When Nick Christy first came to Brisbane from the UK in 2007, he arrived at the height of one of the worst droughts in Australian history. The crisis was so bad that Queenslanders were being asked to take four-minute showers in order to conserve water. Christy decided there had to be a better way, and started the long road to finding a more efficient shower design.
Christy eventually heard about Peter Brewin, an industrial-design student at the Royal College of Art in London. Several years earlier, Brewin had begun work on a recycling shower system that uses 70% less water and energy than conventional showers without reducing flow rate, water pressure, temperature or time spent in the shower. The two men pooled their talents and founded CINTEP.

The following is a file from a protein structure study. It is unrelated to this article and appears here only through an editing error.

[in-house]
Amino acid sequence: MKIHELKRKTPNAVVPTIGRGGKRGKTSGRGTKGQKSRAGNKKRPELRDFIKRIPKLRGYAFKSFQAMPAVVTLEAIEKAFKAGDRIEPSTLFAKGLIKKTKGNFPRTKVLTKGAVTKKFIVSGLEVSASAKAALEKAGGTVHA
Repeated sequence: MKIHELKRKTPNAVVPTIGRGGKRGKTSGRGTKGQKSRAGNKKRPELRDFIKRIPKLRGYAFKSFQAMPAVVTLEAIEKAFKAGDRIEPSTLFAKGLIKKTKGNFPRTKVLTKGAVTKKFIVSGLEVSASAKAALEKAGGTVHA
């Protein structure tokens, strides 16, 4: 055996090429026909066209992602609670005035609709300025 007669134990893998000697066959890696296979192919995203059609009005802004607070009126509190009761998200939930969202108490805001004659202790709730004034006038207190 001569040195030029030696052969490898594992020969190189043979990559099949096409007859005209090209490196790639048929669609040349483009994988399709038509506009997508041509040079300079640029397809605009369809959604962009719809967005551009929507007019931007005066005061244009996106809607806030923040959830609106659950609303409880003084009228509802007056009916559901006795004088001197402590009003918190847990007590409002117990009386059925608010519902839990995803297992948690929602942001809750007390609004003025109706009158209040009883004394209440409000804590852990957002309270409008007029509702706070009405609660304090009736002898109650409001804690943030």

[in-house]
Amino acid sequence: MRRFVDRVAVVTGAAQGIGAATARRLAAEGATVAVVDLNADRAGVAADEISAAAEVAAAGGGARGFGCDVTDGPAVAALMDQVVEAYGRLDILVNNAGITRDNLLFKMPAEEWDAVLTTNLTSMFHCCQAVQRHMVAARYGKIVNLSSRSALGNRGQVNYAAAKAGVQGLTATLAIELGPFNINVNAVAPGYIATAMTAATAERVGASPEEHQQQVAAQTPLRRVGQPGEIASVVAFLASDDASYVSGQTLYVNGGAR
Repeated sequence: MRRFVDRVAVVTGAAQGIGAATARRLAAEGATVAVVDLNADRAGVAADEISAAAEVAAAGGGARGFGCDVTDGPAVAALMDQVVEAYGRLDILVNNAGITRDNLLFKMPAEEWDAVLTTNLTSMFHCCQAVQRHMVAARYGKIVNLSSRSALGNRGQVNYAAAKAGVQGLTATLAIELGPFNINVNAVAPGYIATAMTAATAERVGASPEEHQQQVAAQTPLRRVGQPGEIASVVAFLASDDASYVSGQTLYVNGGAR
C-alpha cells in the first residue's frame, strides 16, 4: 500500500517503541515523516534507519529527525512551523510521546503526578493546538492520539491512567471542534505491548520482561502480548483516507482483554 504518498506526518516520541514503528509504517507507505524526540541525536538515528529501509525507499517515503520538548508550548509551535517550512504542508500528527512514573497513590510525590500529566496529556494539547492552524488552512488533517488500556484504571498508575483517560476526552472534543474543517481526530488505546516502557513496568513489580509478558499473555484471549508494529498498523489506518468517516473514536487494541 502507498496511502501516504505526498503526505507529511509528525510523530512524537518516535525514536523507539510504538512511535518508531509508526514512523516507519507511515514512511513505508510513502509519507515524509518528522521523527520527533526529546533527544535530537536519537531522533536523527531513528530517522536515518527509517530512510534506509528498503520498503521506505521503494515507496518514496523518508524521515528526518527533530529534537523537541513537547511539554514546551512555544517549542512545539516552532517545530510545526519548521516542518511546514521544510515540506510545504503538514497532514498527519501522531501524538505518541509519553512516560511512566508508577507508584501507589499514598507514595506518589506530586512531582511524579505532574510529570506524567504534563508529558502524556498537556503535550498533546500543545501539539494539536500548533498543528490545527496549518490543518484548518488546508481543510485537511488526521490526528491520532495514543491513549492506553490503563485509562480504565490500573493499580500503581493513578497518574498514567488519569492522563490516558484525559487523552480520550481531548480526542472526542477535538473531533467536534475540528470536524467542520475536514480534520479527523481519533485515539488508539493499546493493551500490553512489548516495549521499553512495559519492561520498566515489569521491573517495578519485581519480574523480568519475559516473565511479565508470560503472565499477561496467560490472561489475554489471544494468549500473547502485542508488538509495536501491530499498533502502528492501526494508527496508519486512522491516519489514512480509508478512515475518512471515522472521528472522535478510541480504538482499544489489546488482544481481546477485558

The humble shower uses more water than any other household activity, and more power than anything apart from space heating or cooling. "Next time you get a shocking water or electricity bill at home, blame your badly designed existing shower," said Christy. But CINTEP's Water Recycling Shower will save a typical household 37,500 to 75,000 L of water a year. Additionally, the shower uses 40-70% less power, which saves upwards of 1900 to 6000 kWh of energy per annum.
The CINTEP Water Recycling Shower.
Beginning each shower with 3 L of fresh drinking water, the product captures, filters and heat-pasteurises the water while it is in use - it's the same method used for purifying milk. The entire process takes less than 30 seconds and treats the water to meet the required safe-water standards. This means that no person using the recycling shower will share the water with another user. The system also includes a hydrocyclone that uses centrifugal force to fling undissolved particles, like dirt or sand, to the edges, where they are separated from the treated water and washed away. More on: www.sustainabilitymatters.net.au